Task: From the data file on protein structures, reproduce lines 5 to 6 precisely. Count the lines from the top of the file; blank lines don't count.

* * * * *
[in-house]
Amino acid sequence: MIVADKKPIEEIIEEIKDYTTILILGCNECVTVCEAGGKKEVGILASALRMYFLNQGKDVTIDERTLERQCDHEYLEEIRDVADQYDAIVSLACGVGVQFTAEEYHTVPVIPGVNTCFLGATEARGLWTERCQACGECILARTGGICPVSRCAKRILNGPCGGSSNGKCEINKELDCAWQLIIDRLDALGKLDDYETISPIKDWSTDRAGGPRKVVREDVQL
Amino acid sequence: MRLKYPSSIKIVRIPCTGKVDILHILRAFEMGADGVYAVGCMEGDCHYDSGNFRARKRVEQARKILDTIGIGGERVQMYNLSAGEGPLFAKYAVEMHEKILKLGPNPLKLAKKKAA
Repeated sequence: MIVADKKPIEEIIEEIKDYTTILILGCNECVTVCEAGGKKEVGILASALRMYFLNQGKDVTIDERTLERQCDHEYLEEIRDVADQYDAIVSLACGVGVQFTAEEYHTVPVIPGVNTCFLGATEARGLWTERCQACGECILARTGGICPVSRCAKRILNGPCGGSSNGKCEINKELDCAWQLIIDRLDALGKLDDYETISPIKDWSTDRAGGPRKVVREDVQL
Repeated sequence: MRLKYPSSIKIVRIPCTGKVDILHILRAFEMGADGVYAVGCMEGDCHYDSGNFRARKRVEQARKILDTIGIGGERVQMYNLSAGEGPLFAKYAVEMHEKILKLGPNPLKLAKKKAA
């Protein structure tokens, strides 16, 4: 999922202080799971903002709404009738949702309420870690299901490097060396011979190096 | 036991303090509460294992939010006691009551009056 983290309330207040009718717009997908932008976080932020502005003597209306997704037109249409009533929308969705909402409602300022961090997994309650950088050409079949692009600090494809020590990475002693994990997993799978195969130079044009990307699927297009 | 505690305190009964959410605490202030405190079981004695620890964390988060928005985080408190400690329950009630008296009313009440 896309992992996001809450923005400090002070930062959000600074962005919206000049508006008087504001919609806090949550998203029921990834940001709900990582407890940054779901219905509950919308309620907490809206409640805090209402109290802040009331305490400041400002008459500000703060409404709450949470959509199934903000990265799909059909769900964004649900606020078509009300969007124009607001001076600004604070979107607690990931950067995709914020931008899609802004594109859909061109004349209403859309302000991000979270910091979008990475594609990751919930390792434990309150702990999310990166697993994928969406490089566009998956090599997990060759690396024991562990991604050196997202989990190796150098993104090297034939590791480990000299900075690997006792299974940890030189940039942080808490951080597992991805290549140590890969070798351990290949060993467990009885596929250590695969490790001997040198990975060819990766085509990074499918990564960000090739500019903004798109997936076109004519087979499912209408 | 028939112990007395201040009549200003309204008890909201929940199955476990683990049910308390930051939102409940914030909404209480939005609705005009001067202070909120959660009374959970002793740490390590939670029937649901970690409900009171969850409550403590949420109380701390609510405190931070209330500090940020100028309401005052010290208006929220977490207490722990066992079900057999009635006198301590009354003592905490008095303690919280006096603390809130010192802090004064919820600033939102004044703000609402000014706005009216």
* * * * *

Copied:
Repeated sequence: MRLKYPSSIKIVRIPCTGKVDILHILRAFEMGADGVYAVGCMEGDCHYDSGNFRARKRVEQARKILDTIGIGGERVQMYNLSAGEGPLFAKYAVEMHEKILKLGPNPLKLAKKKAA
């Protein structure tokens, strides 16, 4: 999922202080799971903002709404009738949702309420870690299901490097060396011979190096 | 036991303090509460294992939010006691009551009056 983290309330207040009718717009997908932008976080932020502005003597209306997704037109249409009533929308969705909402409602300022961090997994309650950088050409079949692009600090494809020590990475002693994990997993799978195969130079044009990307699927297009 | 505690305190009964959410605490202030405190079981004695620890964390988060928005985080408190400690329950009630008296009313009440 896309992992996001809450923005400090002070930062959000600074962005919206000049508006008087504001919609806090949550998203029921990834940001709900990582407890940054779901219905509950919308309620907490809206409640805090209402109290802040009331305490400041400002008459500000703060409404709450949470959509199934903000990265799909059909769900964004649900606020078509009300969007124009607001001076600004604070979107607690990931950067995709914020931008899609802004594109859909061109004349209403859309302000991000979270910091979008990475594609990751919930390792434990309150702990999310990166697993994928969406490089566009998956090599997990060759690396024991562990991604050196997202989990190796150098993104090297034939590791480990000299900075690997006792299974940890030189940039942080808490951080597992991805290549140590890969070798351990290949060993467990009885596929250590695969490790001997040198990975060819990766085509990074499918990564960000090739500019903004798109997936076109004519087979499912209408 | 028939112990007395201040009549200003309204008890909201929940199955476990683990049910308390930051939102409940914030909404209480939005609705005009001067202070909120959660009374959970002793740490390590939670029937649901970690409900009171969850409550403590949420109380701390609510405190931070209330500090940020100028309401005052010290208006929220977490207490722990066992079900057999009635006198301590009354003592905490008095303690919280006096603390809130010192802090004064919820600033939102004044703000609402000014706005009216």